In May and June Æxchange Sofia-Haga took place, an exchange between two artists from Sofia and The Hague. The project was initiated by Voin Voinov and myself, as a result of a collaboration in our own art practice and my involvement with Æther, the art space that Voin established in Sofia in 2016. From this Æther Haga emerged, The Hague’s little sister who occasionally appears with art news from the East of Europe.
In the course of a week, an exhibition was made at both locations and we showed the participants around along art initiatives, monuments of nature and sights that are typical for the city. During the opening of the exhibitions, the exchange between the artists themselves took place. Two intensive weeks were filled with valuable impressions for everyone to take home with them.
The four participating artists were Stela Vasileva and Svetlana Mircheva from Sofia and Arianne Olthaar and Marjolijn van der Meij from The Hague.
State of Apparition
Stela Vasileva and Svetlana Mircheva, May 23 – June 01 at Æther Haga
“The magic of the unpredictable of everything that might be”, is how I could describe the core of “State of Apparition”, the exhibition of Stela Vasileva and Svetlana Mircheva. Both of them made new work on this theme, in relation to each other and more concretely to the space of Æther Haga which is characterized by the presence of two large roof lights.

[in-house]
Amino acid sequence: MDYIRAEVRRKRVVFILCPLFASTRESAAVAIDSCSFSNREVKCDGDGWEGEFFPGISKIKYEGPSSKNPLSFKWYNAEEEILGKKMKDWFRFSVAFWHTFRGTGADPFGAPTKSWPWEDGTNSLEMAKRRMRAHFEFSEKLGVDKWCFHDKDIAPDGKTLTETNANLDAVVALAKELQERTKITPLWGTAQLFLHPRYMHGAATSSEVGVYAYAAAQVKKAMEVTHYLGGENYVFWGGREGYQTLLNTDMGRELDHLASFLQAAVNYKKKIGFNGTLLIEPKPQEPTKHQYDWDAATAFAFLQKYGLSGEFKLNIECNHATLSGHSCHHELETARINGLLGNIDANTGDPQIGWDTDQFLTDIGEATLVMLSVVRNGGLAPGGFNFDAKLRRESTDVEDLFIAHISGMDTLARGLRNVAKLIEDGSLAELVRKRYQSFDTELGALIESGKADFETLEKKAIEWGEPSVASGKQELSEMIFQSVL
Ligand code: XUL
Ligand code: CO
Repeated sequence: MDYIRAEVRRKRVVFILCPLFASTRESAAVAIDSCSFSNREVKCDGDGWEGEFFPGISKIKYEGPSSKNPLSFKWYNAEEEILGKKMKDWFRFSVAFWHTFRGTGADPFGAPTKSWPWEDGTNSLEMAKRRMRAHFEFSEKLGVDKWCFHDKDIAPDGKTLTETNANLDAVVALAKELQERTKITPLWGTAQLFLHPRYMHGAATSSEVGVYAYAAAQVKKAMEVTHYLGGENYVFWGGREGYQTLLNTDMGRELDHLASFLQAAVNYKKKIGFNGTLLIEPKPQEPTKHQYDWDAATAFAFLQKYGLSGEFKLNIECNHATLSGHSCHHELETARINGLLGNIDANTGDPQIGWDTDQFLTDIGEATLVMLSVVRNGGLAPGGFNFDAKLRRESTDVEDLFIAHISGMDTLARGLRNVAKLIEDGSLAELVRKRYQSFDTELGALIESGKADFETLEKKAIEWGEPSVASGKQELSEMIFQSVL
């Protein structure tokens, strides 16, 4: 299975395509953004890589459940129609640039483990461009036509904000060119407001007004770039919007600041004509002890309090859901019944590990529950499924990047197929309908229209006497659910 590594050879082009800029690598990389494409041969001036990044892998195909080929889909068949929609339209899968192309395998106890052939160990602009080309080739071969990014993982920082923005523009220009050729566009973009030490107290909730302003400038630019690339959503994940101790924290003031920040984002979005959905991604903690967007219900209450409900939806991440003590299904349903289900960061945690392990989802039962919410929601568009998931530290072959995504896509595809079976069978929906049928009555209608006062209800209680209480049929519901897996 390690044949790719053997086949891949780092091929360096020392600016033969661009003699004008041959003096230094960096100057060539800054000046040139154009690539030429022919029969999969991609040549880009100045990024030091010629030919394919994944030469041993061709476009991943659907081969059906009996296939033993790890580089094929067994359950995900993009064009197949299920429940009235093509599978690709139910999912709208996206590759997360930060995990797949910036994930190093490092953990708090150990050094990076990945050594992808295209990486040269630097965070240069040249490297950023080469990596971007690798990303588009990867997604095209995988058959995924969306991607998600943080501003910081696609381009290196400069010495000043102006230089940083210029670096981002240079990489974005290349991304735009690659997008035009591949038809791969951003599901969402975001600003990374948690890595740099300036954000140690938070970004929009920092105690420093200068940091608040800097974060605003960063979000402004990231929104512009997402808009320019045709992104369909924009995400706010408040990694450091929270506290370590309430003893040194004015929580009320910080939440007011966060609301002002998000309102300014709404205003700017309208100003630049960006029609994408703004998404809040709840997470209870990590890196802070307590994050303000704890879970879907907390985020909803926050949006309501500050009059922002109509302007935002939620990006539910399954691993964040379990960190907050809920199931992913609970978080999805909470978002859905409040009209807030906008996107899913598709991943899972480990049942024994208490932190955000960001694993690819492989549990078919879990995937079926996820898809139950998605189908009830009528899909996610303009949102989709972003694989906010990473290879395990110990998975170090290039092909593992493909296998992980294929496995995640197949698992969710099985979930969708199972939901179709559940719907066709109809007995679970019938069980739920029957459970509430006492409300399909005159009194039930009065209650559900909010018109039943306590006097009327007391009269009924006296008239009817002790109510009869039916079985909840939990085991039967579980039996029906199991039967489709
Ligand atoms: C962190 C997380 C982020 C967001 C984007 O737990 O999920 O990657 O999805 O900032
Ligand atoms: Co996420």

Mirchevas in copper bronze reflective Cyrillic letters, each of which has been cut vertically into two and three, form, staggered and hanging from the ceiling, the word “МОЖЕ”, translated into English: “It May”. The elusive promise that the meaning of this word carries within, in combination with its external appearance in a lettering that is difficult to decipher for most visitors in The Hague as such, covers the meaning of the title of the exhibition in many ways.
Arianne Olthaar and Marjolijn van der Meij, June 8-23 at Æther Sofia
Arianne Olthaar and Marjolijn van der Meij share a long history of friendship and have collaborated for years on different films. A period of concentration on individual work followed in which Olthaar focused on video work on the past glory of interiors and buildings from the 70s and 80s. Van der Meij developed from large charcoal drawings with mythical surrealistic-looking scenes to work in which she increasingly distorted the flat surface of paper with various techniques, resulting in sculptural work.
A shared fascination of them is the work of Rainer Werner Fassbinder. The decors from his films were used as a starting point for the exhibition “FEAR” at Æther Sofia.
At the same time, from the basement, clear sounds of footsteps on a staircase, the lighting of a cigarette and then a doorbell are reaching me; I’m not alone here. This is where the work of both literally comes together. The sound effects of Olthaar’s video installation in the downstairs space are partly responsible for the feeling that Van der Meij’s work is able to evoke one floor up. The video itself shows still and rotating shots of a dark lit ’70s interior of what could be a hotel room or apartment for temporary rental. The interior is limited to a few pieces of furniture. A number of empty drinking bottles are spread across the floor, but most of them are still filled on the table. Whoever just left here, has been here alone. The projection that covers the entire back wall of the low basement space gives the feeling of standing in a life-size diorama, an apparent contradictio in terminis, which actually turns out to be able to exist within the limits of what is possible. And this brings us back to “The magic of the unpredictable of everything that might be”; it all starts and ends within a certain State of Apparition.
Æxchange Sofia – Haga is made possible with the kind support of Stroom Den Haag.